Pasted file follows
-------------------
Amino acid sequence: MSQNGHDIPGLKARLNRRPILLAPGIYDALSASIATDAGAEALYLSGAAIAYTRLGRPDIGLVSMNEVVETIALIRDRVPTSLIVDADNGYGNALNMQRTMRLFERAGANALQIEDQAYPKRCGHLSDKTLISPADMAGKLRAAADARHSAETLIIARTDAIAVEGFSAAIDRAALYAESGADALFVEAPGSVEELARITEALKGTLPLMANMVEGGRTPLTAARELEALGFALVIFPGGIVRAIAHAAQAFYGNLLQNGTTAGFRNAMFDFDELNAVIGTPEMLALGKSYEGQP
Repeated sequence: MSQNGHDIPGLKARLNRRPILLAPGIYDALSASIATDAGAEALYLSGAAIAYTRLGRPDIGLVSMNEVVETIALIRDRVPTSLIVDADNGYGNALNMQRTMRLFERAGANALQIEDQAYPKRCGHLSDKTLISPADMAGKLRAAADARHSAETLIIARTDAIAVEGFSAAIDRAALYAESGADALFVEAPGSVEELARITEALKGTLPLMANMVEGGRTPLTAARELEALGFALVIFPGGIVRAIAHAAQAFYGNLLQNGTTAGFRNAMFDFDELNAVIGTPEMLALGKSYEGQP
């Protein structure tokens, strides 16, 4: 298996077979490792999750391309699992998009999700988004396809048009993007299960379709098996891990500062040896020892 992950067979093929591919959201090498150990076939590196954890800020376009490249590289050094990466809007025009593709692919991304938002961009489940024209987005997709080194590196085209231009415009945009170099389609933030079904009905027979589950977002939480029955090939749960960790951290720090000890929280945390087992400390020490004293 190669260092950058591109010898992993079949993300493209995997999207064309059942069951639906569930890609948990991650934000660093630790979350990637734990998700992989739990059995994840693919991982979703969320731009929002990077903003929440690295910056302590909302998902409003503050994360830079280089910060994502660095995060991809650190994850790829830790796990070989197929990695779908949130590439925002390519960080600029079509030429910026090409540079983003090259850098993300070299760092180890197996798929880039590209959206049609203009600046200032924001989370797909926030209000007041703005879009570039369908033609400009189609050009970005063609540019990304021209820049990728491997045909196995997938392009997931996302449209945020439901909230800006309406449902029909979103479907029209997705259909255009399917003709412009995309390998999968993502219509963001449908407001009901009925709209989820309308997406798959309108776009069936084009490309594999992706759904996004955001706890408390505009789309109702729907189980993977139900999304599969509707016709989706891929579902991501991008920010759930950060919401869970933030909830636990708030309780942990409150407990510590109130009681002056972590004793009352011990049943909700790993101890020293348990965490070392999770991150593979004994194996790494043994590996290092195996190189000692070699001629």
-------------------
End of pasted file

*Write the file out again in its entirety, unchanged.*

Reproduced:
Amino acid sequence: MSQNGHDIPGLKARLNRRPILLAPGIYDALSASIATDAGAEALYLSGAAIAYTRLGRPDIGLVSMNEVVETIALIRDRVPTSLIVDADNGYGNALNMQRTMRLFERAGANALQIEDQAYPKRCGHLSDKTLISPADMAGKLRAAADARHSAETLIIARTDAIAVEGFSAAIDRAALYAESGADALFVEAPGSVEELARITEALKGTLPLMANMVEGGRTPLTAARELEALGFALVIFPGGIVRAIAHAAQAFYGNLLQNGTTAGFRNAMFDFDELNAVIGTPEMLALGKSYEGQP
Repeated sequence: MSQNGHDIPGLKARLNRRPILLAPGIYDALSASIATDAGAEALYLSGAAIAYTRLGRPDIGLVSMNEVVETIALIRDRVPTSLIVDADNGYGNALNMQRTMRLFERAGANALQIEDQAYPKRCGHLSDKTLISPADMAGKLRAAADARHSAETLIIARTDAIAVEGFSAAIDRAALYAESGADALFVEAPGSVEELARITEALKGTLPLMANMVEGGRTPLTAARELEALGFALVIFPGGIVRAIAHAAQAFYGNLLQNGTTAGFRNAMFDFDELNAVIGTPEMLALGKSYEGQP
């Protein structure tokens, strides 16, 4: 298996077979490792999750391309699992998009999700988004396809048009993007299960379709098996891990500062040896020892 992950067979093929591919959201090498150990076939590196954890800020376009490249590289050094990466809007025009593709692919991304938002961009489940024209987005997709080194590196085209231009415009945009170099389609933030079904009905027979589950977002939480029955090939749960960790951290720090000890929280945390087992400390020490004293 190669260092950058591109010898992993079949993300493209995997999207064309059942069951639906569930890609948990991650934000660093630790979350990637734990998700992989739990059995994840693919991982979703969320731009929002990077903003929440690295910056302590909302998902409003503050994360830079280089910060994502660095995060991809650190994850790829830790796990070989197929990695779908949130590439925002390519960080600029079509030429910026090409540079983003090259850098993300070299760092180890197996798929880039590209959206049609203009600046200032924001989370797909926030209000007041703005879009570039369908033609400009189609050009970005063609540019990304021209820049990728491997045909196995997938392009997931996302449209945020439901909230800006309406449902029909979103479907029209997705259909255009399917003709412009995309390998999968993502219509963001449908407001009901009925709209989820309308997406798959309108776009069936084009490309594999992706759904996004955001706890408390505009789309109702729907189980993977139900999304599969509707016709989706891929579902991501991008920010759930950060919401869970933030909830636990708030309780942990409150407990510590109130009681002056972590004793009352011990049943909700790993101890020293348990965490070392999770991150593979004994194996790494043994590996290092195996190189000692070699001629």